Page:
This week, my son told his virtual preschool class:
“Easter is for us to remember that Jesus died and came back to life. So we celebrate Easter to remember that when we die, after we’re done dying, we won’t ever die again.”
My son, he worries about death. Since he was much smaller than he is now, he has asked me with urgency and pleading if death is the end. And I tell him that we hope not – that we don’t really know, that none of us can really know, but we hope for something better. Already he has learned to rush past the pain – “But Mama, Jesus will make us alive again, right??”
We hope so, Baby.
I do not find comfort in the language of certainty. All I can do is hope. Nor does the Jesus story make up a core tenant of my faith; as a myth, it does not often speak to my soul. But it’s one I know well, and it is the faith of my family and my people, and so I observe Lent and Easter and Christmas. When I pray, I end in Jesus’ name.
This year Easter comes on the eve of the biggest wave of death in our generation. My Jewish neighbors are observing Passover; they are remembering the destroying angel that passed them by, and the plagues that did not. This is a story that feels more relevant. I am praying, too, that we will be delivered. We are in hiding, protecting instead of our beloved firstborn son, our long-awaited unborn daughter.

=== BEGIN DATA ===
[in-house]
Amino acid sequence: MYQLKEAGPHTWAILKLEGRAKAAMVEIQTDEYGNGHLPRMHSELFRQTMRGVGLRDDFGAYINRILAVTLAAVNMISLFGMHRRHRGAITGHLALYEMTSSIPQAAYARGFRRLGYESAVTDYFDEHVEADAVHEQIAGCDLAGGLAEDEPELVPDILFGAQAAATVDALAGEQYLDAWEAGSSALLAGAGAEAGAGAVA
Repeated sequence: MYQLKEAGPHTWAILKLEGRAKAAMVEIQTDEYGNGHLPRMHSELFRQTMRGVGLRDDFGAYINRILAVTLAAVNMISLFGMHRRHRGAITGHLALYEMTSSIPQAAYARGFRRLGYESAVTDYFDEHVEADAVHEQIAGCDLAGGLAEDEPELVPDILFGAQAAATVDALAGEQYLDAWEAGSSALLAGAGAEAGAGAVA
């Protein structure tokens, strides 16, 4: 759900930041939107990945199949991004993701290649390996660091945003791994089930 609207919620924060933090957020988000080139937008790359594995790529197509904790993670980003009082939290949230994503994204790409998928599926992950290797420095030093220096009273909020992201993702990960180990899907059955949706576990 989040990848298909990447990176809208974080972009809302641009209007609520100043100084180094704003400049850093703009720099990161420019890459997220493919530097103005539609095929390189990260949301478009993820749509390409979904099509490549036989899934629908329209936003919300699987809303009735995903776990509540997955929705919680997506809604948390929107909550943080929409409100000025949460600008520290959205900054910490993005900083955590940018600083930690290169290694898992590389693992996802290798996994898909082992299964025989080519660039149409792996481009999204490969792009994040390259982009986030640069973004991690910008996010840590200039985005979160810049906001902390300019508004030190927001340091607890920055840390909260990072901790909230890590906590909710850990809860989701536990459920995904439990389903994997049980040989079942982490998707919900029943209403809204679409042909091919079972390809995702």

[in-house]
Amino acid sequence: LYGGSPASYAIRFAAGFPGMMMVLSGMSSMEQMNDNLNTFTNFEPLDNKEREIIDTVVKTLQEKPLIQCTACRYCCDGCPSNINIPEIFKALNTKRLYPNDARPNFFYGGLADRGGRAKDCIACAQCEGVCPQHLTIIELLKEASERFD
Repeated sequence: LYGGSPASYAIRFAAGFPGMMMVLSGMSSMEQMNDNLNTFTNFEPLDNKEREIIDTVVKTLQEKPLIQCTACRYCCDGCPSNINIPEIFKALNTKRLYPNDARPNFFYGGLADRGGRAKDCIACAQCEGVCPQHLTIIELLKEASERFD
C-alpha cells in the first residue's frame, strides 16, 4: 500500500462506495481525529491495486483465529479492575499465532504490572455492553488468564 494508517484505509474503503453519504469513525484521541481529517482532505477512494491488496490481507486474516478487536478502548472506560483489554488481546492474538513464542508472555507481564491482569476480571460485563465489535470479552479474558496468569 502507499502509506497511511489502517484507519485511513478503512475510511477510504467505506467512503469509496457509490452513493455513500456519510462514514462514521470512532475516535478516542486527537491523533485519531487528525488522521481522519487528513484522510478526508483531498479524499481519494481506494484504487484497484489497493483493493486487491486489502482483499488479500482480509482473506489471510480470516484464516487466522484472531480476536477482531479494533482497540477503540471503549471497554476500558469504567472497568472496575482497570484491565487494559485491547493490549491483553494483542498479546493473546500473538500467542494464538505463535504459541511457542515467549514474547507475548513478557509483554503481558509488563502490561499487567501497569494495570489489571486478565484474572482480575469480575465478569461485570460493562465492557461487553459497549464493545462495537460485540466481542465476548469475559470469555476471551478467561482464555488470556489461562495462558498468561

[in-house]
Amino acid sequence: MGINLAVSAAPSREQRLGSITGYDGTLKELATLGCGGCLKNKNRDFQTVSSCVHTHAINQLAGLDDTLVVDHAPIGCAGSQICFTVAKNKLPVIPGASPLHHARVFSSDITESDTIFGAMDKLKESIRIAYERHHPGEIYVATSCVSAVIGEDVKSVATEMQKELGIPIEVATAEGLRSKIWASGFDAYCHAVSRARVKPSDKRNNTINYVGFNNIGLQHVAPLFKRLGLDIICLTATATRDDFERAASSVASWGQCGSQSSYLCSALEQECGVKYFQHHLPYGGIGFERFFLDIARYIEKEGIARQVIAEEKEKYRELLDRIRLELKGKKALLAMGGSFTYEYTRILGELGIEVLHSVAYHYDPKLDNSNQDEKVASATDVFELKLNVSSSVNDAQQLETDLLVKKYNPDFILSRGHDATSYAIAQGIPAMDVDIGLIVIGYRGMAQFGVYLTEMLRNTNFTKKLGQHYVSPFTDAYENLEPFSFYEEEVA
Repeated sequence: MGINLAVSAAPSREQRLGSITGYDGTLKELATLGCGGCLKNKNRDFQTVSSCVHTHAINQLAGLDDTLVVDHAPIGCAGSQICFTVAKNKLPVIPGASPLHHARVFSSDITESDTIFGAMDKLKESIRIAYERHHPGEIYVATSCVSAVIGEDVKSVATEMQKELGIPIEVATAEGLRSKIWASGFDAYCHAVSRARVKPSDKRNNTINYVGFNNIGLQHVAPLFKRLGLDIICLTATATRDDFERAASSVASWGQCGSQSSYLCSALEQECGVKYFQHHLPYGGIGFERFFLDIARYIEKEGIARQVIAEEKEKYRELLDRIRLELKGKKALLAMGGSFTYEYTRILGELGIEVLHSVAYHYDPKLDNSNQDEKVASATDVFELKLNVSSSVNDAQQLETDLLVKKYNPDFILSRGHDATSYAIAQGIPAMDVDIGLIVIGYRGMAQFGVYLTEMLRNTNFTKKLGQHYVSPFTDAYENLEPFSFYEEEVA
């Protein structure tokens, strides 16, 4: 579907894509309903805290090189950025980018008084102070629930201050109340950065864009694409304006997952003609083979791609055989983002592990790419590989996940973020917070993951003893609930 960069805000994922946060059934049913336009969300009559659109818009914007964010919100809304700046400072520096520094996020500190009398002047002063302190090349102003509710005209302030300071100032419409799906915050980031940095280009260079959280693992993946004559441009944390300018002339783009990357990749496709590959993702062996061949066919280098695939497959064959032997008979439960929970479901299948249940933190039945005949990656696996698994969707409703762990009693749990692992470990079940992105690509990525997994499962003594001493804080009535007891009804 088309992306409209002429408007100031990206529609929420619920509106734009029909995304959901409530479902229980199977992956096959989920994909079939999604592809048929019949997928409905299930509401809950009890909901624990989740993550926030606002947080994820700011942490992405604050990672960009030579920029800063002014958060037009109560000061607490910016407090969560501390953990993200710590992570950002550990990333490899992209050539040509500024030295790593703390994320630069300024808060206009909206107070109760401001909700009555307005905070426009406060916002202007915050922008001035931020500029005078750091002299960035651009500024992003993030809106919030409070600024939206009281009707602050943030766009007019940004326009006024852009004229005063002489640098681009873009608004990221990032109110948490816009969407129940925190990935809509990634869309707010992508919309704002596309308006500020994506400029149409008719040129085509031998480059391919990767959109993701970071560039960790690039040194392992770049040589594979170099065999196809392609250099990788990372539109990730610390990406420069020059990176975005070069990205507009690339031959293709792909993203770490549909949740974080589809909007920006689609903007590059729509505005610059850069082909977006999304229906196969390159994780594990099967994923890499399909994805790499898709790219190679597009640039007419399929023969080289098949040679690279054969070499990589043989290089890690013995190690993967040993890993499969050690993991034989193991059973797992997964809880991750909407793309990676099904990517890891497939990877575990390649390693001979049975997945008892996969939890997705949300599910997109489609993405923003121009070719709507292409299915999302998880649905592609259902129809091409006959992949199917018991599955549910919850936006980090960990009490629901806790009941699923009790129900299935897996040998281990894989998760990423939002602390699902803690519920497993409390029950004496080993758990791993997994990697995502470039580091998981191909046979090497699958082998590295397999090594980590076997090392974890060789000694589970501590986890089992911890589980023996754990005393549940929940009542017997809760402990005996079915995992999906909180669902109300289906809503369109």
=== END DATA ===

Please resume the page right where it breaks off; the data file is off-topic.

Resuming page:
When I was young, I thought that faith was a fire in my belly that made me untouchable. I would walk into school like I was going to Carthage, and faith would protect me from all the things there that were familiar and threatening. But I don’t think faith protects us anymore.
We stand at the edge of a storm; around us, healthy people will soon be sick and dying. On my counter, the dough is rising for the hot cross buns. Outside, the sun is shining and the crocuses are blooming. Spring is here, and death awaits. The Destroying Angel is riding in the wind, and we don’t know where she will strike next. But Jesus is risen, and there is lamb’s blood above our doors and hand sanitizer just inside. We hope; we are diligent and we hope.
He is Risen, indeed. Next year, in Jerusalem.
You son is a deep thinker.
May you all be well. Thank you for your honesty.
Oh this is lovely. Thank you! “But Jesus is risen, and there is lamb’s blood above our doors and hand sanitizer just inside. We hope; we are diligent and we hope. “
I love this. And I have definitely thought about procuring a firstborn lamb during all of this, just in case.